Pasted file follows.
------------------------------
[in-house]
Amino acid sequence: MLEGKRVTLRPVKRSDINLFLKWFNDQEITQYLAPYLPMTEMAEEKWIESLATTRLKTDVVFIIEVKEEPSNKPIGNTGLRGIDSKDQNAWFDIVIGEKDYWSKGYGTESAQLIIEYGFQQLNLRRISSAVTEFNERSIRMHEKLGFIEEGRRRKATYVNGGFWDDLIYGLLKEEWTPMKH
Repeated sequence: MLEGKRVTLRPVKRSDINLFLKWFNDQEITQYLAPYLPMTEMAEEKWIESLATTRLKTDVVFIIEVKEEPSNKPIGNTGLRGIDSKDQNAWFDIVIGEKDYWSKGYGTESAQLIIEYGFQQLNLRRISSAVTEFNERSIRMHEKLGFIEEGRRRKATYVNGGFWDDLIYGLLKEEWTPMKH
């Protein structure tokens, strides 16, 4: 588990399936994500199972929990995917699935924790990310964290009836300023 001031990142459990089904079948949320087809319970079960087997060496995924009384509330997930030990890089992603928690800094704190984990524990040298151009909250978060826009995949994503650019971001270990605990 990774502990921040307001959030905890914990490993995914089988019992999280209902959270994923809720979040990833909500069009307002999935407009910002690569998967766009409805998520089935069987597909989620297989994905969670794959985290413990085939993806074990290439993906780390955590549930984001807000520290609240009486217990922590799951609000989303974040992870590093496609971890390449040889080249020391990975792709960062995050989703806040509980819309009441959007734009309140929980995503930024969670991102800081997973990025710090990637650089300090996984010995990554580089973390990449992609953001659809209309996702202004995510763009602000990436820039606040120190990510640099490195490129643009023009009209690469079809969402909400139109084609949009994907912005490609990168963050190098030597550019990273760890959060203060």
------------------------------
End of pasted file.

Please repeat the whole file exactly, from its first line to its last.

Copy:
[in-house]
Amino acid sequence: MLEGKRVTLRPVKRSDINLFLKWFNDQEITQYLAPYLPMTEMAEEKWIESLATTRLKTDVVFIIEVKEEPSNKPIGNTGLRGIDSKDQNAWFDIVIGEKDYWSKGYGTESAQLIIEYGFQQLNLRRISSAVTEFNERSIRMHEKLGFIEEGRRRKATYVNGGFWDDLIYGLLKEEWTPMKH
Repeated sequence: MLEGKRVTLRPVKRSDINLFLKWFNDQEITQYLAPYLPMTEMAEEKWIESLATTRLKTDVVFIIEVKEEPSNKPIGNTGLRGIDSKDQNAWFDIVIGEKDYWSKGYGTESAQLIIEYGFQQLNLRRISSAVTEFNERSIRMHEKLGFIEEGRRRKATYVNGGFWDDLIYGLLKEEWTPMKH
């Protein structure tokens, strides 16, 4: 588990399936994500199972929990995917699935924790990310964290009836300023 001031990142459990089904079948949320087809319970079960087997060496995924009384509330997930030990890089992603928690800094704190984990524990040298151009909250978060826009995949994503650019971001270990605990 990774502990921040307001959030905890914990490993995914089988019992999280209902959270994923809720979040990833909500069009307002999935407009910002690569998967766009409805998520089935069987597909989620297989994905969670794959985290413990085939993806074990290439993906780390955590549930984001807000520290609240009486217990922590799951609000989303974040992870590093496609971890390449040889080249020391990975792709960062995050989703806040509980819309009441959007734009309140929980995503930024969670991102800081997973990025710090990637650089300090996984010995990554580089973390990449992609953001659809209309996702202004995510763009602000990436820039606040120190990510640099490195490129643009023009009209690469079809969402909400139109084609949009994907912005490609990168963050190098030597550019990273760890959060203060």